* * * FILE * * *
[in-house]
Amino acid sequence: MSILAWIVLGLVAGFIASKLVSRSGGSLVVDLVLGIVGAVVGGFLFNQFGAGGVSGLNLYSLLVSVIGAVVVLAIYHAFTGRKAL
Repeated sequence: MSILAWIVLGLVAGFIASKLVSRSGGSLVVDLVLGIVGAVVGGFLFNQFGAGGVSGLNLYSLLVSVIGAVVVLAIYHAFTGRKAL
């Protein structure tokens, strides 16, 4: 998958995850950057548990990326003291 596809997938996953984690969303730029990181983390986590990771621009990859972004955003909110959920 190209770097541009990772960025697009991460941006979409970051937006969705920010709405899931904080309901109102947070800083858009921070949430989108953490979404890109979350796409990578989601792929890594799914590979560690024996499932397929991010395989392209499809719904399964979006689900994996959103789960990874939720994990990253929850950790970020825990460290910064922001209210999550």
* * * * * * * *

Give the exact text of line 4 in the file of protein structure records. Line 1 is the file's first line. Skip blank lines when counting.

């Protein structure tokens, strides 16, 4: 998958995850950057548990990326003291 596809997938996953984690969303730029990181983390986590990771621009990859972004955003909110959920 190209770097541009990772960025697009991460941006979409970051937006969705920010709405899931904080309901109102947070800083858009921070949430989108953490979404890109979350796409990578989601792929890594799914590979560690024996499932397929991010395989392209499809719904399964979006689900994996959103789960990874939720994990990253929850950790970020825990460290910064922001209210999550």